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The Florida Keys remain an attractive place to go fishing, particularly for tarpon and bonefish. But it takes a certain kind of angler to put up with the fishing pressure that’s developed there of late, not to mention the jet skis that seem to dart about everywhere. On top of that, it’s a fact that catches of all sorts are not what they used to be.

Enter a group of guides in Key West who are still regularly guiding anglers to record-class fish, and plent-y of them, in water that receives negligible pressure. These guides are taking anglers out to the Dry Tortugas and beyond, into waters that are 50 to 150 miles from the nearest fuel pump. Many of these fishing trips are multiple day affairs with nights spent at Fort Jefferson in the Dry Tortugas National Park.

But what are the Dry Tortugas, you ask? They are a cluster of waterless (hence “dry”) islands located 75 miles west of Key West. They are surrounded by the last pristine, undamaged coral reef in the United States. The reasons the fishing remains so good here are the lack of any facilities in the Tortugas, as well as the area’s proximity to both the Gulf of Mexico and the Atlantic. This may well be the last place in the United States where you don’t have to compete with any other boats in the area. It is, in fact, rare to see a single boat during an entire day.

There is an enormous diversity of fly and light tackle opportunities off the Tortugas from November all the way to July. On a two-day fishing trip here, you can reasonably expect to catch 10 to 15 different species of fish. Likely species include permit, tarpon, kingfish, blackfin tuna, jack crevalles, African pompano, amberjack, horse-eyed jack, dolphin, cobia, jewfish, sailfish, groupers (red, black, gag, yellowfin, warsaw, scamp, Nassau, and snowy) and snappers (mutton, yellowtail, red, yellow-eye, cubera and mangrove). Even more alluring is the fact that almost all of these species attain world record proportions in this area. Look at the IGFA record book, and you will see there are more records set out of Key West than anywhere in the world. This is the area from which these records have been coming.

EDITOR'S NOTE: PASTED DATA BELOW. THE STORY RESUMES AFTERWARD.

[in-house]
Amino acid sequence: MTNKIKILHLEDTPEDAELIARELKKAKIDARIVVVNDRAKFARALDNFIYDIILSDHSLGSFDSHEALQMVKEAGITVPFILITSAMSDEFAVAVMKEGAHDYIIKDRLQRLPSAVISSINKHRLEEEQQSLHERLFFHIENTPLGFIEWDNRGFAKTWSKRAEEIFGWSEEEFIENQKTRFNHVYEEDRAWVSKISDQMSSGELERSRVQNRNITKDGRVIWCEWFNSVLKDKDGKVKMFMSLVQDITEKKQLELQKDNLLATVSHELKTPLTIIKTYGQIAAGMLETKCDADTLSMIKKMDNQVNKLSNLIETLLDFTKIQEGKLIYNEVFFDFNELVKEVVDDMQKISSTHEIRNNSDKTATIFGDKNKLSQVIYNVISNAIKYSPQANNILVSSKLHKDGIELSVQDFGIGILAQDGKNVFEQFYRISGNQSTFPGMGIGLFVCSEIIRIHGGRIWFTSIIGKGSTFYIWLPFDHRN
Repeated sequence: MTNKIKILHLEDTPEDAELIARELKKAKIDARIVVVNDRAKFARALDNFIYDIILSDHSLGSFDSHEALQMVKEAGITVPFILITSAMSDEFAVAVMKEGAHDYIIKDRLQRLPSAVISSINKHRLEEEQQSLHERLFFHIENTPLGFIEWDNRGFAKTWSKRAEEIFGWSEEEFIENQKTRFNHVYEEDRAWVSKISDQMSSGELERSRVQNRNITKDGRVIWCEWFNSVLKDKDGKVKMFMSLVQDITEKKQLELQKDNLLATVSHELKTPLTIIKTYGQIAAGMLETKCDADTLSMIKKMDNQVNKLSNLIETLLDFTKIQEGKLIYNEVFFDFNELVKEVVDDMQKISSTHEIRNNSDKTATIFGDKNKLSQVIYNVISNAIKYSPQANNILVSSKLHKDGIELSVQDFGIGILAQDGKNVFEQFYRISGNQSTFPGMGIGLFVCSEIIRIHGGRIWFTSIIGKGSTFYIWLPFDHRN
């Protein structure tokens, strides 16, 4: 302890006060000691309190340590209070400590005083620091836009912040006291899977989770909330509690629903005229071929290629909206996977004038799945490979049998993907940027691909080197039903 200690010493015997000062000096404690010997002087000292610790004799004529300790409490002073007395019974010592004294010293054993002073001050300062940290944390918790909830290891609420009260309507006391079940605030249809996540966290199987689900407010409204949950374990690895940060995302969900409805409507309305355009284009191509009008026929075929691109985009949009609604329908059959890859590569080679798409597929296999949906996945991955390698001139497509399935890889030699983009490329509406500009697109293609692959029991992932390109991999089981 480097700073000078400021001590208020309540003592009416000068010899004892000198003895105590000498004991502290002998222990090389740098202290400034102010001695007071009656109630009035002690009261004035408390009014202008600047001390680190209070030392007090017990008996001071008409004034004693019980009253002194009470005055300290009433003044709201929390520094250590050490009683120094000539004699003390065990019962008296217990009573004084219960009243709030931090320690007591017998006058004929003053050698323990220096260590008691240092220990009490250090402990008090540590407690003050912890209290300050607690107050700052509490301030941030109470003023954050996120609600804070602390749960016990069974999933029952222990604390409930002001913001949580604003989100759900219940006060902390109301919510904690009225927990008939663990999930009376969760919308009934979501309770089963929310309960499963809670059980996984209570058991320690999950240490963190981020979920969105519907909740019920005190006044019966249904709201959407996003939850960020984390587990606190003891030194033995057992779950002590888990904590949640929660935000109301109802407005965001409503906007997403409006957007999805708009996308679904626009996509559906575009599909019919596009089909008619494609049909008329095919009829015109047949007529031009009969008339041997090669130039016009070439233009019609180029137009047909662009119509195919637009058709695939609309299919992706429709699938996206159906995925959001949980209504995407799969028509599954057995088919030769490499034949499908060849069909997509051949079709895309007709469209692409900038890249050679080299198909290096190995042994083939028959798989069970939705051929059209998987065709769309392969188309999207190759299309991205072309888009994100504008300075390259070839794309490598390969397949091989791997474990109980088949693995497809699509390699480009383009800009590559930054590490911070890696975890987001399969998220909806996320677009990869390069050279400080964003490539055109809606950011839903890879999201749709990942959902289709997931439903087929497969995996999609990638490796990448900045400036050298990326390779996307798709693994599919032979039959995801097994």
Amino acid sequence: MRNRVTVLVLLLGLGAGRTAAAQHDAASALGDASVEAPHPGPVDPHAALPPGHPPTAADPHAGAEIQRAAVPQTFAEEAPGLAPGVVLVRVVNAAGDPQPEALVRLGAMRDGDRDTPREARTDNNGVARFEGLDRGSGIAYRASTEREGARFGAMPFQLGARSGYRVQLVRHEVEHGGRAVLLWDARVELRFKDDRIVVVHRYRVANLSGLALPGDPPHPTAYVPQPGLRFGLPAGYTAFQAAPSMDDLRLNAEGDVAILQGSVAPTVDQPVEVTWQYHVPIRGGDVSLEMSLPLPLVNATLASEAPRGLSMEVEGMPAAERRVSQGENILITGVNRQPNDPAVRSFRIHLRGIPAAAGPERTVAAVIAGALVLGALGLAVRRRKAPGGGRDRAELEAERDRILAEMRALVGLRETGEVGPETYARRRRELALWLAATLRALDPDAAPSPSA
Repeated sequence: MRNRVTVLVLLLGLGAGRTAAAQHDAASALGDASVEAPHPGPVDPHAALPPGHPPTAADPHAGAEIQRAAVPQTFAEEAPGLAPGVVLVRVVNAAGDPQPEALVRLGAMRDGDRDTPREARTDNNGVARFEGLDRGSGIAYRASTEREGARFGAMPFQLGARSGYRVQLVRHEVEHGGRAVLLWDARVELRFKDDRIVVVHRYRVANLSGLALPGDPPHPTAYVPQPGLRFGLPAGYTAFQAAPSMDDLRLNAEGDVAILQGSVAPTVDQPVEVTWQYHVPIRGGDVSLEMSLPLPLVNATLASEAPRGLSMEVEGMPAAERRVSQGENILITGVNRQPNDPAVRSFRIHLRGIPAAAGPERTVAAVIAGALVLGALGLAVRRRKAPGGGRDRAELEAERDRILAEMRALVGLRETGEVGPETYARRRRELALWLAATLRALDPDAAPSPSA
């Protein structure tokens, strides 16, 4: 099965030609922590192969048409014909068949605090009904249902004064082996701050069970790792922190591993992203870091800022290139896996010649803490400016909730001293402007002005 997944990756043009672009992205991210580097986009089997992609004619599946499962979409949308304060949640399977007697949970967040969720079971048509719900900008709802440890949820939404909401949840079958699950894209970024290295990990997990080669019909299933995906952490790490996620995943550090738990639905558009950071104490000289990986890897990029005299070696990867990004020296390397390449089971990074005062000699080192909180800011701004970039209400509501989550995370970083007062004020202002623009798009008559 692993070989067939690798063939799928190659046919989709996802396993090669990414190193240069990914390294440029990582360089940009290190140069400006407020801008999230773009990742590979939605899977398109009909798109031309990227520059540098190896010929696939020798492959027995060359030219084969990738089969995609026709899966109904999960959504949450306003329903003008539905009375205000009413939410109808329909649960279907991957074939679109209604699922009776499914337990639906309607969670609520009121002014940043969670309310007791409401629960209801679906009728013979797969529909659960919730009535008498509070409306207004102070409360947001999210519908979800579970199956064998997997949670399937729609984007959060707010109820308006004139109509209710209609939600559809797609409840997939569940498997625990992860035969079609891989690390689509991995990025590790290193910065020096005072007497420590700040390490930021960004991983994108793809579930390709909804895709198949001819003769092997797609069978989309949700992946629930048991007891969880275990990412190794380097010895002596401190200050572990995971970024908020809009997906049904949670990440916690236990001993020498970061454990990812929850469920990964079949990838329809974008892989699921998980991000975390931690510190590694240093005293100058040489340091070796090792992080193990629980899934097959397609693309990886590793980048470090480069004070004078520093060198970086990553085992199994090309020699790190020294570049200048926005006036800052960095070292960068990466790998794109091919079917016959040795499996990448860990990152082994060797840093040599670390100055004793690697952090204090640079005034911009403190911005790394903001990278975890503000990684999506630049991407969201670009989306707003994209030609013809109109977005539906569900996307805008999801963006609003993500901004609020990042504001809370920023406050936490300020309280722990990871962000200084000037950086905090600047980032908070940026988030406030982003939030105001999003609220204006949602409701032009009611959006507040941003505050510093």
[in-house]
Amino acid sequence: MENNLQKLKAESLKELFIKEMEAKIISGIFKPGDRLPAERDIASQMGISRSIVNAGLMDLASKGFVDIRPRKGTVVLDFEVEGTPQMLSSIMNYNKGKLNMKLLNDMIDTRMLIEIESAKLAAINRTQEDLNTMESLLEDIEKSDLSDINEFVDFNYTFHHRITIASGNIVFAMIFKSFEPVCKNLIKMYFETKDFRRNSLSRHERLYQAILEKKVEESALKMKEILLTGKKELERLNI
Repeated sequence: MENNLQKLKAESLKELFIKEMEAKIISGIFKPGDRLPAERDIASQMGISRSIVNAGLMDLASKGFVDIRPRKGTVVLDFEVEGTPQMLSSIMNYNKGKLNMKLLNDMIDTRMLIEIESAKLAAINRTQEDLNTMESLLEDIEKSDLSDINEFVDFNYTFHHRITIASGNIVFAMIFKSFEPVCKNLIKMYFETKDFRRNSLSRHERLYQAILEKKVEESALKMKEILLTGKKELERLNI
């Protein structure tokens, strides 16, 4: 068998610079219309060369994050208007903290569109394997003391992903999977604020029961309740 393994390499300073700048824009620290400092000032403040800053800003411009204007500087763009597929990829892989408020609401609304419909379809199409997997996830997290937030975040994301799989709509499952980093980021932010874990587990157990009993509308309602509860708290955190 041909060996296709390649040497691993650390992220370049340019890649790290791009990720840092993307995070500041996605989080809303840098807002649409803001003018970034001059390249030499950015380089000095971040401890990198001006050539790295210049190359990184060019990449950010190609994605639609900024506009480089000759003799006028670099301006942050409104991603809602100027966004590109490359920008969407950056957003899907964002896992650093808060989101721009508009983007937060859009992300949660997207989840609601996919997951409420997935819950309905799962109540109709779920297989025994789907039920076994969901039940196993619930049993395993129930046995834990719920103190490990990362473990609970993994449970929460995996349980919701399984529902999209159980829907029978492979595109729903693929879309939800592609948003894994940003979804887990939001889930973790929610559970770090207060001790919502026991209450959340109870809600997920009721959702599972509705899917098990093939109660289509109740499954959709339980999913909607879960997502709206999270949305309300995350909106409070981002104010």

Bait is the key to good fishing, and the Tortugas are loaded. The two primary baits used for fishing and for chumming fish up where they can be cast to are pilchards and shrimp-boat bycatch. The pilchards are usually in huge schools around the park and can be castnetted easily. The shrimp-boat bycatch can be bought from the shrimpers that trawl in the Gulf north of the park.

Many of the sportfishing boats used around the Tortugas have specially modified livewells to handle huge quantities of live bait. It is not uncommon to keep 1,500 pilchards alive for a single day’s fishing and/or chumming. Live chumming with pilchards produces wild surface action that makes the fish extremely aggressive and susceptible to artificials and flies. It is common to actually pick out the fish you want to catch, make the cast and hook the fish. This is sight fishing at its best.

Depending on the area you are fishing, the pilchards draw kingfish, wahoo, tunas, all species of jacks, sailfish and even snappers and groupers to the area. On a recent trip in the Gulf using live pilchards, I caught several kings over 40 pounds, blackfin tuna to 30 pounds, gags, reds and black grouper, mangrove snapper to 10 pounds and yellowtail snapper to seven pounds. All this was on a one-day trip using only spinning rods and line between eight and 20-pound test. The following week we fished on the Atlantic side and caught two wahoos to 45 pounds, groupers to 63 pounds, kings to 38 pounds, snappers over 20 pounds, cobia to 41 pounds, a few sailfish and as many blackfin tunas as we wanted. Using a combination of block chum and pilchards, we were able to draw the wahoos, kings and tunas to within 10 yards of the boat. It was also during this feeding frenzy that a few sailfish showed up, dorsal fins out of the water crashing and chasing

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